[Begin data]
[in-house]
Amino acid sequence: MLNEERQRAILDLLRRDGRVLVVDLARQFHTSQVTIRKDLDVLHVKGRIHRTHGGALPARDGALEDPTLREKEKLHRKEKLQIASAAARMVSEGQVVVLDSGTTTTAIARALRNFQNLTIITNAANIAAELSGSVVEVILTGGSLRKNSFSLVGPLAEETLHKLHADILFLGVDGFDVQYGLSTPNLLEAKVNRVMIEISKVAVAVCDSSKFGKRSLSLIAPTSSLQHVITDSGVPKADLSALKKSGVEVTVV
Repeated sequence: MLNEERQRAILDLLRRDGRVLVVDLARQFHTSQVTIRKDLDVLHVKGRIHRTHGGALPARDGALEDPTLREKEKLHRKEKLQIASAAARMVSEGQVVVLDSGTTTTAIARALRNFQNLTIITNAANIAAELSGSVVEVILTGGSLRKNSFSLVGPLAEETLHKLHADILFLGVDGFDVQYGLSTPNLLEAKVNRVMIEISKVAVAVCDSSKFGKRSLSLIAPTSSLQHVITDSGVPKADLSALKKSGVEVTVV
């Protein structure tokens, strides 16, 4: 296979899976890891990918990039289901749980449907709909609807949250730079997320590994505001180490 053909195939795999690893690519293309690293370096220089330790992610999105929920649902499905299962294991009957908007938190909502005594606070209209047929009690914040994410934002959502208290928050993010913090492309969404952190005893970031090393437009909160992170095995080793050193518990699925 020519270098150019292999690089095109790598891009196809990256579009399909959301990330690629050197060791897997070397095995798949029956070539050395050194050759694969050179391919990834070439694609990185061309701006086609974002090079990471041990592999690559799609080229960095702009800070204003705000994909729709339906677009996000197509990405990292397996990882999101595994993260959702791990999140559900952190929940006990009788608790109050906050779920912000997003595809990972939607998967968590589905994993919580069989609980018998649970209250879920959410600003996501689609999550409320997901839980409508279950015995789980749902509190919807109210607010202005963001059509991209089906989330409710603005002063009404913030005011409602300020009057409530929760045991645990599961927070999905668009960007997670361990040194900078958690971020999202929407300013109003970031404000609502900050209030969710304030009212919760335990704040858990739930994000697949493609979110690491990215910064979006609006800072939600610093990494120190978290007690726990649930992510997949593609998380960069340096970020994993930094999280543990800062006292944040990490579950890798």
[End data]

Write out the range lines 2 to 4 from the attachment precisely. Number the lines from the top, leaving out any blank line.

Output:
Amino acid sequence: MLNEERQRAILDLLRRDGRVLVVDLARQFHTSQVTIRKDLDVLHVKGRIHRTHGGALPARDGALEDPTLREKEKLHRKEKLQIASAAARMVSEGQVVVLDSGTTTTAIARALRNFQNLTIITNAANIAAELSGSVVEVILTGGSLRKNSFSLVGPLAEETLHKLHADILFLGVDGFDVQYGLSTPNLLEAKVNRVMIEISKVAVAVCDSSKFGKRSLSLIAPTSSLQHVITDSGVPKADLSALKKSGVEVTVV
Repeated sequence: MLNEERQRAILDLLRRDGRVLVVDLARQFHTSQVTIRKDLDVLHVKGRIHRTHGGALPARDGALEDPTLREKEKLHRKEKLQIASAAARMVSEGQVVVLDSGTTTTAIARALRNFQNLTIITNAANIAAELSGSVVEVILTGGSLRKNSFSLVGPLAEETLHKLHADILFLGVDGFDVQYGLSTPNLLEAKVNRVMIEISKVAVAVCDSSKFGKRSLSLIAPTSSLQHVITDSGVPKADLSALKKSGVEVTVV
């Protein structure tokens, strides 16, 4: 296979899976890891990918990039289901749980449907709909609807949250730079997320590994505001180490 053909195939795999690893690519293309690293370096220089330790992610999105929920649902499905299962294991009957908007938190909502005594606070209209047929009690914040994410934002959502208290928050993010913090492309969404952190005893970031090393437009909160992170095995080793050193518990699925 020519270098150019292999690089095109790598891009196809990256579009399909959301990330690629050197060791897997070397095995798949029956070539050395050194050759694969050179391919990834070439694609990185061309701006086609974002090079990471041990592999690559799609080229960095702009800070204003705000994909729709339906677009996000197509990405990292397996990882999101595994993260959702791990999140559900952190929940006990009788608790109050906050779920912000997003595809990972939607998967968590589905994993919580069989609980018998649970209250879920959410600003996501689609999550409320997901839980409508279950015995789980749902509190919807109210607010202005963001059509991209089906989330409710603005002063009404913030005011409602300020009057409530929760045991645990599961927070999905668009960007997670361990040194900078958690971020999202929407300013109003970031404000609502900050209030969710304030009212919760335990704040858990739930994000697949493609979110690491990215910064979006609006800072939600610093990494120190978290007690726990649930992510997949593609998380960069340096970020994993930094999280543990800062006292944040990490579950890798």